TCS Daily

Future Schlock

By Bob Newbell - November 9, 2006 12:00 AM

We have been on the point of conquering the aging process, to my certain recollection, since at least the 1960s; for about as long, in fact, as we have been on the point of generating affordable electric power via nuclear fusion. I can remember reading this stuff in the science magazines my high-school library subscribed to. Reading the same stories now, 40 years on, I can't help but smile in disbelief.

-- John Derbyshire

We are now entering the Biotech Age. Or was that the Nanotech Era? Maybe it was the Singularity? Cloning, genetic engineering, nanotechnology: these are the emerging technologies that will result in a golden age or total oblivion for life as we know it, depending on how wisely we choose to proceed. Or so the logic goes. A number of TCS essays have recently been published about advances in technology that are purportedly unprecedented and imminent. Ray Kurzweil has written a book on the subject: The Singularity Is Near: When Humans Transcend Biology. In a previous TCS article, I lamented our world's failure to live up to yesterday's science fiction visions. It is entirely possible that the hype surrounding our own era's ballyhooed future tech will, in the course of a generation or two, seem equally quaint.

According to Francis Fukuyama, political historian and author of the 2002 book Our Posthuman Future, our foray into genetic technology could pose a serious threat to our current models of democracy and personal liberty. Our civilization's political architecture has been based on millennia of experience with human nature, he argues. What happens to our most cherished institutions when we can transform human nature itself? Award-winning science fiction author Bruce Sterling paints a somewhat less grim picture of the future in his non-fiction book Tomorrow Now: Envisioning the Next Fifty Years. In his speculative mid-21st century, most men will look like athletes and most women will look like models, thanks to biological engineering. Reason magazine's Ronald Bailey goes even further. In the introduction to his book Liberation Biology, the author imagines a late-21st century game of touch football with a 150 year old great-great-great grandmother as a participant!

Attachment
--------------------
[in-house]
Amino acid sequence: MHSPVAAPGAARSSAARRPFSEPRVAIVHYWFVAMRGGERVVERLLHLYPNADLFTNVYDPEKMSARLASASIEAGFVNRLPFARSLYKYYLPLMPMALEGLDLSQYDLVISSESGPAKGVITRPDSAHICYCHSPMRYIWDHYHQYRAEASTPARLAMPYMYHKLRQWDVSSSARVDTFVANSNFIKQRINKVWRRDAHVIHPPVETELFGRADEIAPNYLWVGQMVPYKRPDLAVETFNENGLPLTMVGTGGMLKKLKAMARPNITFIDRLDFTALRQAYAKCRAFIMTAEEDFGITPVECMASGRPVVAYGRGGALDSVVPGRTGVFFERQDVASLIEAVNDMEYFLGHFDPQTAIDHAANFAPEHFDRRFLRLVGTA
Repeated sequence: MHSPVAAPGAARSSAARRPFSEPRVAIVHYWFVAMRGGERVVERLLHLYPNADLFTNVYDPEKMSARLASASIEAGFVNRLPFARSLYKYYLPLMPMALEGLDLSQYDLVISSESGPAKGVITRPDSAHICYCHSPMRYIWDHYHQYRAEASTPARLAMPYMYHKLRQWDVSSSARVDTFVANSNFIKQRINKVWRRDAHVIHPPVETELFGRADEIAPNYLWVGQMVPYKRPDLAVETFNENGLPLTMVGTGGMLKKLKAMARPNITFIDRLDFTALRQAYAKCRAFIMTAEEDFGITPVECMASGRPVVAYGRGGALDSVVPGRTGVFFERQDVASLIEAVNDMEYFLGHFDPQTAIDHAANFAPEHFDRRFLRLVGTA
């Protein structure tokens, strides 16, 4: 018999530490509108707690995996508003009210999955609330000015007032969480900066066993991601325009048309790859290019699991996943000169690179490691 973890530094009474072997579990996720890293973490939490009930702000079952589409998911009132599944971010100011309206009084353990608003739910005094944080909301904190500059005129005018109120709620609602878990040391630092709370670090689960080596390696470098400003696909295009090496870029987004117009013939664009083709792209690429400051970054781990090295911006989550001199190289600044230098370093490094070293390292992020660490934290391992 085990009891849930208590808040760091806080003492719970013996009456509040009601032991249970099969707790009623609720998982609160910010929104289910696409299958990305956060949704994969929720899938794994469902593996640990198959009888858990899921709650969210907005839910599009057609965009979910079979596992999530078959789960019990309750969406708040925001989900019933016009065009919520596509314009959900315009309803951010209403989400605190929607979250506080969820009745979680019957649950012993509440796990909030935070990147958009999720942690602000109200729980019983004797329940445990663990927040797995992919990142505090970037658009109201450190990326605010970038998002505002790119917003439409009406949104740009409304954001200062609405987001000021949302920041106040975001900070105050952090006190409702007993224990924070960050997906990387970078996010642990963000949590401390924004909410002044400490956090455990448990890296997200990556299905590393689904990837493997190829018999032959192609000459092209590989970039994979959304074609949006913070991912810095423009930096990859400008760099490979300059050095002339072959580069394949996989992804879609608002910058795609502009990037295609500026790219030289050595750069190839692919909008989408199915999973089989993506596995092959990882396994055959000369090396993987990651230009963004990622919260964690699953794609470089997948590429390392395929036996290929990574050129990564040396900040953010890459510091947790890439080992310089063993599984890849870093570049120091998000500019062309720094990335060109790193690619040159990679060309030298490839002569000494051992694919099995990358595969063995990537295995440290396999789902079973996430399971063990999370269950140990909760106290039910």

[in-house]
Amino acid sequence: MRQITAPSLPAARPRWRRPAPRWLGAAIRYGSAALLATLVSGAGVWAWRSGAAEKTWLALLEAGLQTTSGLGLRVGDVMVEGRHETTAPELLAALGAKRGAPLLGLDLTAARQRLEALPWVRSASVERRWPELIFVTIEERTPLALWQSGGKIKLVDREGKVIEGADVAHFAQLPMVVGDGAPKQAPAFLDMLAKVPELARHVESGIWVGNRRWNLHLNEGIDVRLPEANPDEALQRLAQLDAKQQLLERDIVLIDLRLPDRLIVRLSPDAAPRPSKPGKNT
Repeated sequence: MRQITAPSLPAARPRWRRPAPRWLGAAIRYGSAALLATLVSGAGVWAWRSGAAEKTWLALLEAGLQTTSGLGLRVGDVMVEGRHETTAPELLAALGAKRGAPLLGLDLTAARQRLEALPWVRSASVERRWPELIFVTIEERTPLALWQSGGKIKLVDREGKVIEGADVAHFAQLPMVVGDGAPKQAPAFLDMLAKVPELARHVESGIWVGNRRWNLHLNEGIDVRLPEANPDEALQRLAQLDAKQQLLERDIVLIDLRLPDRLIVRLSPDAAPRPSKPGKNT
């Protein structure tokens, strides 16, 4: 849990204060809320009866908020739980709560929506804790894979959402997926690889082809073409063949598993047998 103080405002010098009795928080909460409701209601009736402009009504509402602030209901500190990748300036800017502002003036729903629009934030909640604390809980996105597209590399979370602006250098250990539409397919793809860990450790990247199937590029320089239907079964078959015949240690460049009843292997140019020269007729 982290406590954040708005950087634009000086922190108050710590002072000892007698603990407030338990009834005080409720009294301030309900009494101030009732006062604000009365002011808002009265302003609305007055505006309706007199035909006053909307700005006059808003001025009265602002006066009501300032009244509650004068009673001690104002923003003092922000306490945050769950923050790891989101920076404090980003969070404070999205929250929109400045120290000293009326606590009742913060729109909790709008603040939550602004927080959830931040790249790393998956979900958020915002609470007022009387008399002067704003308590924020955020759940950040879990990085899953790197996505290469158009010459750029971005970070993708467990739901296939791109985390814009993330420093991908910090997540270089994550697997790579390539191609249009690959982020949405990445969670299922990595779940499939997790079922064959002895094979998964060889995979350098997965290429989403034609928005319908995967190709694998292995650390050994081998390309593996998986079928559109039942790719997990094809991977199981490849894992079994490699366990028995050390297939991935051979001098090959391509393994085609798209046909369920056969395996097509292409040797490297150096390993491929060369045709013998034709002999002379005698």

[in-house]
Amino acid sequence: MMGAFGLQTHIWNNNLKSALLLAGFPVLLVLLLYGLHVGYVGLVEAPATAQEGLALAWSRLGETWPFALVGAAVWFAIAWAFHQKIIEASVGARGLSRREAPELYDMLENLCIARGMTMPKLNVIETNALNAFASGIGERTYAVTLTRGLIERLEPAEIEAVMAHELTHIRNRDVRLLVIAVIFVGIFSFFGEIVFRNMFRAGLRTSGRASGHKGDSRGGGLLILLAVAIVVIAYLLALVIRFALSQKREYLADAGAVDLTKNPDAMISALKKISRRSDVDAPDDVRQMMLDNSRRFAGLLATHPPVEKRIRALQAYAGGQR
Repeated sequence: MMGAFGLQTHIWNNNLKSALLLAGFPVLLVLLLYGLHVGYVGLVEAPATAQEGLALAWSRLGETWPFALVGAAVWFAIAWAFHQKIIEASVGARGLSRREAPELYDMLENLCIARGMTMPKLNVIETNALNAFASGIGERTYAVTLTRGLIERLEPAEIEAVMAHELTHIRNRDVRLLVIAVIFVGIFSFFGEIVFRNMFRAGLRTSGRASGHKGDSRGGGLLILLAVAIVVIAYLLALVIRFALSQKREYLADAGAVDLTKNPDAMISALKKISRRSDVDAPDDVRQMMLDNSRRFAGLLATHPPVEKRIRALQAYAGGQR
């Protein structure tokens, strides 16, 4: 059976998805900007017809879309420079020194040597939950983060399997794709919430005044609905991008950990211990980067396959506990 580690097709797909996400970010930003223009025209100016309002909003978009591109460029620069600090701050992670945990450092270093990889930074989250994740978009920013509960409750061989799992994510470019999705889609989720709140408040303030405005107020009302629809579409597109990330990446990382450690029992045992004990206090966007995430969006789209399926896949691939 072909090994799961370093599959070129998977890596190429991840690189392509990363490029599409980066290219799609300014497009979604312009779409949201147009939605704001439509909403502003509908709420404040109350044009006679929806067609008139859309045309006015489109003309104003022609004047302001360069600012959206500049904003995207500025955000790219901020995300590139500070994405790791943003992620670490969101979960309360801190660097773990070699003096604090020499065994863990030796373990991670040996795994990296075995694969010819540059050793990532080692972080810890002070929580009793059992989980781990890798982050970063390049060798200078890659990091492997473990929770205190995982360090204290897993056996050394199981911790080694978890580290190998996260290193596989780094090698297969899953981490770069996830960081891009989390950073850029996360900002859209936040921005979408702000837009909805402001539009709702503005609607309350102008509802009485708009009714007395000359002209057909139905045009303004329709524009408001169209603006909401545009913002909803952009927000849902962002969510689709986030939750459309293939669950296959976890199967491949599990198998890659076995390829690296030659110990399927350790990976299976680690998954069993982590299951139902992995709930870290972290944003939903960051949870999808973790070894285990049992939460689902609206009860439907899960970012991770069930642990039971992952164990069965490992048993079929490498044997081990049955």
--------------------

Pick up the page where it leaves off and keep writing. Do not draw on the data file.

Visions of tomorrow tend to be dichotomous: at once unreasonably optimistic and unrealistically pessimistic. If we lived in the world I've seen on the covers of magazines like Popular Science for the last quarter-century or so, the Moon would be positively littered with lunar bases, Paul Moller's Skycars would eclipse the sun, and the United States Air Force would consist of innumerable "super planes" of dubious design. World peace is another perennial prophecy that never seems to go out of style. "For at least the next thirty years, America will never go to war unless directly attacked on its own soil," wrote Marvin Cetron and Owen Davies in their book American Renaissance: Our Life at the Turn of the 21st Century published in 1989, less than two years before America went to war without being directly attacked on its own soil when Kuwait was invaded by Iraq.

Armageddon is likewise perpetually tardy. "The battle to feed all of humanity is over. In the 1970s, the world will undergo famines -- hundreds of millions of people are going to starve to death," proclaimed Paul Ehrlich in his 1968 book The Population Bomb. This didn't happen. Likewise, the year 1984 saw the reigns of Reagan and Thatcher, not Big Brother.

Human beings tend to view the future through a lens of hubris. We usually overestimate both our ingenuity and our malevolence. We tend to forget that history has a way of dampening both aspirations and fears. It is interesting to note how seldom the observation is made that technological progress has had, in relative terms, a much less pronounced effect on society for the last two generations compared with previous decades. Bloggers, iPods, Internet commerce, and so forth have certainly left their mark, but their impact is miniscule compared to that of alternating current, heavier-than-air flight, the telephone, and the automobile. Engineer and author Robert Zubrin touched on this point in the epilogue of his 1996 book The Case for Mars. After reviewing the tremendously influential advances of the first two-thirds of the 20th century, Zubrin assessed more recent progress and noted that

"Had we been following the previous sixty years' technological trajectory, we today would have videotelephones, solar powered cars, maglev trains, fusion reactors, hypersonic intercontinental travel and regular passenger transportation to orbit, undersea cities, open-sea mariculture, and human settlements on the Moon and Mars. Instead, today we see important technological developments, such as nuclear power and biotechnology, being blocked or enmeshed in political controversy -- we are slowing down."

The 21st century will doubtless be a place of both wonder and banality -- kind of like the past and the present. But when the 1st of January 2101 rolls around, I expect the all-too-human (as opposed to post-human) beings who welcome the dawn of the 22nd century will have their own singularities to hope for and grey goo scenarios to fret about while history proceeds oblivious to both their optimism and pessimism.

The author is primary care physician in Alabama. He has contributed to the journal Medical Economics. He recently wrote for TCS about missing the future.


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